British peers and courtesy titles of grandsons when the heir dies

British peers of the higher ranks tend to have lower, subsidiary titles that they were promoted from or otherwise obtained. So a Marquess of X might also be Earl of Y, and Baron of Z.

According to my understanding, his eldest son gets to call himself Earl of Y (or Lord Y), and his eldest son gets to call himself Baron of Z (or Lord Z). But what happens if the Earl of Y dies in a tragic gardening mishap? Then the succession to the Marquessate moves over to the Marquess’s second son. Does the first grandson now have to give up using the title Lord Z? Or does he get to continue using it in a way similar to how former U.S. Presidents are still called Mr. President?

I’m curious about this situation because until I thought about it, I didn’t think it was possible to lose a title once you were entitled to start using it. And I don’t recall ever reading about such a situation in any novel, or anywhere else.

BTW I do know that titles and privileges can be lost for certain infractions or failure to measure up to the standard behavior expected of peers, and I read once of a certain new peer, in the 18th century, whose letters patent were withdrawn when it was clear he didn’t have the means to live the life a peer was expected to lead. But those are different situations from what I’m asking about here.

No – succession moves to the oldest son of the oldest son, so I suspect that Lord Z becomes the Earl of Y, and his uncle (let’s call him Lord A B, where B is the family surname) remains just Lord A B.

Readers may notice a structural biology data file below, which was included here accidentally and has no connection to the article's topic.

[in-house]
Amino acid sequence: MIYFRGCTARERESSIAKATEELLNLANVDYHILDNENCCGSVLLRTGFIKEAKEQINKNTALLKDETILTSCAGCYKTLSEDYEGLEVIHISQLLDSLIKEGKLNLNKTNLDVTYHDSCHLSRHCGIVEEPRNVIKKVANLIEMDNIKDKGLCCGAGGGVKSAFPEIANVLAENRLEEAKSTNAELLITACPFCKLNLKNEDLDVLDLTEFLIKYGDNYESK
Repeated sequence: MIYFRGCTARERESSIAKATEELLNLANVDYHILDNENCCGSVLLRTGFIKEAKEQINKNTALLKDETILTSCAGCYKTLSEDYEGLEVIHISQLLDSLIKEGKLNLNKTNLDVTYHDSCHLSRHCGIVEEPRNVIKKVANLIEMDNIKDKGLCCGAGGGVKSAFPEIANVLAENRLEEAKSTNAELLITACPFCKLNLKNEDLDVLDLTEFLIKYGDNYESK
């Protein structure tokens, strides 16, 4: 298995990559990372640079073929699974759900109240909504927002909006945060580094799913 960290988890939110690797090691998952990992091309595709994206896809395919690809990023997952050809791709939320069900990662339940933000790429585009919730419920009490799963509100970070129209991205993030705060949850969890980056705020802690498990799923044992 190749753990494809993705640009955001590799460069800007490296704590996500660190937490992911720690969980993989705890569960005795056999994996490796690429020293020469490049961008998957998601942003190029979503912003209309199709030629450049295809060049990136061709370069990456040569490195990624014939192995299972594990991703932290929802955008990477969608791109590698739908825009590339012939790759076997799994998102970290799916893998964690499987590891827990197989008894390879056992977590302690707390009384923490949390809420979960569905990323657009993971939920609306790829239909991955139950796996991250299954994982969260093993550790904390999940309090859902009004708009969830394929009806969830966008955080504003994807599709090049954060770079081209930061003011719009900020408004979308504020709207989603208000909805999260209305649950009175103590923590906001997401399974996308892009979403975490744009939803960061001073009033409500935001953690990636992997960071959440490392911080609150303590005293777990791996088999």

I see. So as long as the grandson by the eldest son exists, the succession will go to him eventually. But if there is no grandson yet, and Lord Y dies, then Lord A B would become Lord Y, and the heir apparent to the Marquessate, right?

Yes. See the details of Robert Gascoyne-Cecil, 3rd Marquess of Salisbury for an example. He was the second son of the 2nd Marquess of Salisbury. His older brother was the heir, and took the courtesy title of Viscount Cranborne. This older brother died before his father, and thus the second son, Robert, became entitled to the courtesy title Viscount Cranborne, which he held until succeeding to the marquessate on his father’s death in 1868. He went on to become Prime Minister.

Of course, now if the grandson were to also die in a tragic gardening accident, then Lord A B would presumably become Lord Y.

Which is presumably the reason that uncles menacing heirs is such a time-worn plot device. However, since peers in Great Britain lost most of their jurisdiction and special powers, that sort of thing doesn’t seem to happen anymore.